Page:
Fly rod Lingcod comes to the dory.

Fly rod Lingcod comes to the dory.

At one point during the morning, I was having fun slowly lowering my Clouser down into the water beside the boat and watching black rockfish flash on the fly just as it was going out of sight, perhaps at 8-10 ft deep. One flash was a much larger fish and I felt the heavy pull of a lingcod and saw it do a slow back and forth shake before it spit my hook.

Ed Bowles and Jay Nicholas with fly rod lingcod.

Ed Bowles and Jay Nicholas with fly rod lingcod.

We fished rods in weights from 5 (Poppers) to 10 (lingcod).

Fly lines are crucial in these situations. Very good fly lines to fish Poppers include the RIO Outbound Short Floater; the Airflo Sniper Floater, and the Wulff Ambush floater. A short aggressive front head with slim running line characterizes all of these lines. These lines are great to get the Popper or Gurgler out to the bass with only one or two back casts, so you maximize fishing time.

Leaders? Maxima Ultragreen is a dependable standby. I am a fan of RIO Alloy Hard tippet material because it is super abrasion resistant. The material is stiffer than the Maxima and has a larger diameter for each line class, but I have found it a dependable performer for rockfish and lingcod and it stands up to the abrasive teeth better than any leader in its strength rating. Do NOT use tapered trout leaders for this fishing!. I tried and believe me that a sea bass will cut you off using OX trout leader about as fast as you can say oooops!

At present I’m waiting for the surf to lay down so we can get off the beach and fish again. Meanwhile, there is still a little late winter steelhead and early spring Chinook action in north coast rivers and that is keeping me quite occupied, along with an occasional trip up to the town lake.

I hope you enjoyed the movie, and thanks to Chris for his editing.

John and Jack Harrell of Pacific City Fly Fishing.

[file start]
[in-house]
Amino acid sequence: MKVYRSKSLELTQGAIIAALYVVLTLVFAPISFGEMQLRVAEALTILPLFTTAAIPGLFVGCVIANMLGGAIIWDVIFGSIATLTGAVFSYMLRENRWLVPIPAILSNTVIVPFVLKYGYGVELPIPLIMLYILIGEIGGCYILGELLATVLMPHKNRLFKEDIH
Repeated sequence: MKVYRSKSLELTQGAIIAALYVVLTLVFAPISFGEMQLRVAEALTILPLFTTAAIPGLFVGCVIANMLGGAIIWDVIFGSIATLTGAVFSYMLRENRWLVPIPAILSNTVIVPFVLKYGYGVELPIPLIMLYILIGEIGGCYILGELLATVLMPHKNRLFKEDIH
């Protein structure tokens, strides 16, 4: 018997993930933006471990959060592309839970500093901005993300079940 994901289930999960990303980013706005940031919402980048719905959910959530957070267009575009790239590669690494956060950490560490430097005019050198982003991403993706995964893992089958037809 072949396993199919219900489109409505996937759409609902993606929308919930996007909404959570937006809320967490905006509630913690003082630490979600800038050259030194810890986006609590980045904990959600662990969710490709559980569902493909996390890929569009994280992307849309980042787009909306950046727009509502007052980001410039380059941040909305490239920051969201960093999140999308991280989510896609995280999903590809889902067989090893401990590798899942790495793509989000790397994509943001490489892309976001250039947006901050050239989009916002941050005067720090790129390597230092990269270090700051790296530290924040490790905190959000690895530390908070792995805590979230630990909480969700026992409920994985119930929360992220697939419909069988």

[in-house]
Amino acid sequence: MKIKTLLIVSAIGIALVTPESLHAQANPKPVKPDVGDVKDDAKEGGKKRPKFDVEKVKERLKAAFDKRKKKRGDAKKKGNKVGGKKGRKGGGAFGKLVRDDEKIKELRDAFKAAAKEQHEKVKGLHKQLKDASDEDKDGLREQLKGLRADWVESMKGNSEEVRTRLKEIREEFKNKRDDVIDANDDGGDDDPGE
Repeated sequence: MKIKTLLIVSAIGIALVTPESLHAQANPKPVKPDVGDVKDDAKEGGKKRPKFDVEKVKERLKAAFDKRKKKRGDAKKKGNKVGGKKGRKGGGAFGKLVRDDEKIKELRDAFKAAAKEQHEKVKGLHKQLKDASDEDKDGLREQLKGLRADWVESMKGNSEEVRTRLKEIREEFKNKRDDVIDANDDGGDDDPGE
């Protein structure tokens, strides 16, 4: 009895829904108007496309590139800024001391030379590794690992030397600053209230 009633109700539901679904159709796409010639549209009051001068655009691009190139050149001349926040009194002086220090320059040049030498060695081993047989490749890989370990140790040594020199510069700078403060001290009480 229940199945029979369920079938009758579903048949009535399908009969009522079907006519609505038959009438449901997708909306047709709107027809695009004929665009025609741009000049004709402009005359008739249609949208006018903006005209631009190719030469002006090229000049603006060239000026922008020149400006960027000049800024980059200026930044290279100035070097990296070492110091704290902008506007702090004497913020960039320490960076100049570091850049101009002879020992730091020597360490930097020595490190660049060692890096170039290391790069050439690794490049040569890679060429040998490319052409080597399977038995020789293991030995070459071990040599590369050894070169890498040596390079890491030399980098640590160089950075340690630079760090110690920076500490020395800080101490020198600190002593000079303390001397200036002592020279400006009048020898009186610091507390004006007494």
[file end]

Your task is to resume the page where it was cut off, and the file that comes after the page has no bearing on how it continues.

John and Jack Harrell of Pacific City Fly Fishing.

John Harrell will be booking charters specializing in fly fishing in the ocean at Pacific City Fly Fishing.


Jay Nicholas
April 2015

Posted in Fishing Reports, Oregon Saltwater Fishing | 2 Comments

40th edition of Catch Magazine online, features Cedar Lodge, Pure New Zealand

If you haven’t checked out Catch Magazine #40, definitely go there now and subscribe. A one year subscription is $12 a year, or $2 an issue. It’s an incredible visual experience and costs less than a handful of trips to the coffee shack. Here’s a trailer for the latest video on Cedar Lodge by Todd Moen.

Also check out Catch Magazine on Instragram @catch_magazine and Facebook.

Posted in Fishing Porn | Leave a comment

Keep Nestle out of the Columbia River

From The Oregonian: The Oregon Department of Fish and Wildlife has agreed to trade its water rights at Oxbow Springs to pave the way for a Nestle bottled water plant in Cascade Locks.

Cascade Locks City Administrator Gordon Zimmerman said the city and the state wildlife agency jointly submitted paperwork Friday morning to initiate a water rights cross transfer, with the state trading spring water for the city’s well water.

The Columbia River Gorge city will then pass the spring water on to Nestle, which will bottle and sell it.

Nestle’s proposal to bottle 100 million gallons of Oxbow Springs water annually for sale throughout the Northwest has been controversial, with multiple environmental organizations, public health groups and unions protesting the deal.